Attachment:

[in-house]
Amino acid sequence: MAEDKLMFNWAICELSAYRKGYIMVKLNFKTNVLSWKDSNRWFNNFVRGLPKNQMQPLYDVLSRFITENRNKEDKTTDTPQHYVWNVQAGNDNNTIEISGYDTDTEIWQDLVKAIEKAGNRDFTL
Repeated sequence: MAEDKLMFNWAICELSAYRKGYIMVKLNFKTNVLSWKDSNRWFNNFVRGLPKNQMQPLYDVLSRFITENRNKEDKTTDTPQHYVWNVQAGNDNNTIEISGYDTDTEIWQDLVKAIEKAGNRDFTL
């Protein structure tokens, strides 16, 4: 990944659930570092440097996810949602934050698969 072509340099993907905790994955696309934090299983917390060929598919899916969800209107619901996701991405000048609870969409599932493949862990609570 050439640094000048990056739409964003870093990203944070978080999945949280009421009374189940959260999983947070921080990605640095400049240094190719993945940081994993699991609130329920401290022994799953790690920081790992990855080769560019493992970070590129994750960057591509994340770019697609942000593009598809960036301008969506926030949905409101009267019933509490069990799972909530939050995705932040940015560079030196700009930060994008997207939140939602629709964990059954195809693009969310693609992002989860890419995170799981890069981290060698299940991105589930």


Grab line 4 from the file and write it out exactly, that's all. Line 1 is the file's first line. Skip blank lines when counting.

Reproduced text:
């Protein structure tokens, strides 16, 4: 990944659930570092440097996810949602934050698969 072509340099993907905790994955696309934090299983917390060929598919899916969800209107619901996701991405000048609870969409599932493949862990609570 050439640094000048990056739409964003870093990203944070978080999945949280009421009374189940959260999983947070921080990605640095400049240094190719993945940081994993699991609130329920401290022994799953790690920081790992990855080769560019493992970070590129994750960057591509994340770019697609942000593009598809960036301008969506926030949905409101009267019933509490069990799972909530939050995705932040940015560079030196700009930060994008997207939140939602629709964990059954195809693009969310693609992002989860890419995170799981890069981290060698299940991105589930």